Nere sat on that idea for a time. It had crossed her mind before, briefly, but it seemed so utterly impossible that she hadn’t really given it much consideration at all. ‘How would I be able to do that?

By helping me bring House Blackburn into a new, golden era.

Nere’s head reared back a little.

Friday, January 17, 2020

Page 2024

((The Mon/Wen/Fri Double -- page 2 of 2))
Honestly, why do you look so surprised?’ said Sentsia, still in the echo of privacy. ‘Tell me. Do you remember when we first harnessed pan-moc, you and I? Hmm?

Nere managed to shake her head.

No. You must. Do you remember how it nearly killed us both? Do you have any idea why that might have been? No? Of course you don’t.’ The reaper sighed. ‘That was precisely the time when I learned of what you had done. When I probed our shared minds. I couldn’t believe what I found. I didn’t WANT to believe it. The shock was so great, in fact, that I nearly lost control of the hyper-state and allowed it to kill us both.’ She paused for a chuckle. ‘Perhaps I should have.

Nere was trembling. She couldn’t look at the reaper anymore.

I want you to think about the decision that I was faced with at that time, Nere. Really think about it. Ibai was already a teenager. Melchor had returned to us. He was his old self again. House Blackburn was more unified than it had been in generations. And this knowledge that I had just acquired would tear all of that apart in an instant. Can you imagine what was going through my mind then? Hmm?

Nere clutched her head with both hands as if to shield herself from Sentsia’s words, but there was no stopping them.

Naively, I thought there was hope,’ Sentsia went on, ‘because you really DID come to love Ismael and Ibai and everyone else. I could see that in you as well. I saw it. But I was a fool. Something like this was always going to happen.

Nere asked the only question that she could think of. ‘Why didn’t you tell me any of this sooner?

To what end? To shame you? What purpose would that have served, exactly?

I… I don’t…

I have always tried to be above such base instincts,’ said Sentsia. ‘But damn if it doesn’t feel good now. Perhaps you’re right. Perhaps I should have done this a long time ago.

Page 2023

((The Mon/Wen/Fri Double -- page 1 of 2))
Should she lie? Once upon a time, she had been quite a skillful liar, but here and now, with so much uncertainty roiling around inside her, she didn’t know if she could muster up even the slightest bit of cunning. “What does it matter? He would not be unwilling to speak to me, would he? I wish to see him. To hear his voice.”

No.’ Sentsia’s tone did not imply that her mind could be changed.

Nere wanted to ask why again, but she was afraid to now. What was Sentsia thinking? How much did she really know?

You seem confused,’ the reaper said. ‘As you would. You stupid girl. Even after all this time, you STILL haven’t learned to see beyond yourself, your own pain, your own worry. I can’t believe I ever thought you could change.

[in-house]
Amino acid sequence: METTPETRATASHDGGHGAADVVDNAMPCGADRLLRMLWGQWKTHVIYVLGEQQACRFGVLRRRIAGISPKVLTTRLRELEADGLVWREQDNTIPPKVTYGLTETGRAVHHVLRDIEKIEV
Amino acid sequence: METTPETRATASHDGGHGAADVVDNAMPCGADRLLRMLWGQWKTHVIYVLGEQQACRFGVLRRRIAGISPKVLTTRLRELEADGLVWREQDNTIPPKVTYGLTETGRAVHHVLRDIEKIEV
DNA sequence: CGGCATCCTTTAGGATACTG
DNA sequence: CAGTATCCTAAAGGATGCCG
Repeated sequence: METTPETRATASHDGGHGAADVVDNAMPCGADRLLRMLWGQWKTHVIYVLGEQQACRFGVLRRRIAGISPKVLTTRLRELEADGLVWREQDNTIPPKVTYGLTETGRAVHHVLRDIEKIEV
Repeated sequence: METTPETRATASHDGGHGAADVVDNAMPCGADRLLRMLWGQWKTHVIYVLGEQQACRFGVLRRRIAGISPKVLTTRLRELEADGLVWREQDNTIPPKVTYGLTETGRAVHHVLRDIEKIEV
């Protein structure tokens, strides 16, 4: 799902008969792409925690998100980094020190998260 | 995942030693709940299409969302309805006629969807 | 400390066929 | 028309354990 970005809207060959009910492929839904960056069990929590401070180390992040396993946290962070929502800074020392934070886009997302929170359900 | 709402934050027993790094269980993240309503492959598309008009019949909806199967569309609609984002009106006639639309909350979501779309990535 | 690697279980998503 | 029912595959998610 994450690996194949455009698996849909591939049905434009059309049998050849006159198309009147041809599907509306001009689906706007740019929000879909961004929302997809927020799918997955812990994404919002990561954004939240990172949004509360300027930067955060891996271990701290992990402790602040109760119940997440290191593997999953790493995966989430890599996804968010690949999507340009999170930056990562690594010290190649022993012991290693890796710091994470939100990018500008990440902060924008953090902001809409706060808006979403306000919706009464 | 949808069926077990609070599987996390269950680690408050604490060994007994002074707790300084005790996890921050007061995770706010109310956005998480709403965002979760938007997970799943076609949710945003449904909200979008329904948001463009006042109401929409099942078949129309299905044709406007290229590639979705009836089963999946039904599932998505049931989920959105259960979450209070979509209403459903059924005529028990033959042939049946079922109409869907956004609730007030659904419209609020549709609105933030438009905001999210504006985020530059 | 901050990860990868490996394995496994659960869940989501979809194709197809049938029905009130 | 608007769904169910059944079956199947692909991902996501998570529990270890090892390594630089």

Nere’s eyes were wide as she listened. She could feel tears welling up already. “What are you saying? How can you--?”

Oh, shut your mouth, you lying whore. I can’t do this anymore. I can’t keep trying to support you in spite of everything. I can’t keep trying to bring out the best in you. There’s nothing left to bring, is there? You are little more than an empty shell now, aren’t you?

Nere had no words. Was this even the same reaper she had known all these years?

If only I had learned the truth sooner,’ said Sentsia. ‘I would have revealed your infidelity forthwith, and you would have been tossed aside by House Blackburn. And Ismael might have found a woman who was truly worthy of him. But no. For whatever reason, Lhutwë deigned not to allow that justice to come to pass, and now, here we are instead. Ismael, that wonderful boy, is dead. And I must continue to endure YOU.

Nere could only listen. The reaper was far from done.

Thursday, January 16, 2020

Page 2022

Nere was trying to understand and failing. “What do you mean?”

Forget it. You are in no condition to be talking to anyone outside the family. Not right now, at least. Once you’ve had time to properly grieve and get your mind in order, then we can revisit this conversation.

Nere didn’t know what to say. No one outside the family?


Well, perhaps Melchor would do, then. In fact, now that she was thinking about it, he might be even better. Melchor was a man who had sought vengeance for House Blackburn many years ago--and found it.

That had happened after what came to be known as the Culling at Denya.

Nere had only learned of that horrible incident long after the fact, but her understanding was that it had been a Vanguardian stealth operation that went terribly awry. The Vanguardians were betrayed, their locations revealed, and Abolish turned what should have been an ambush against them into a slaughter in their favor.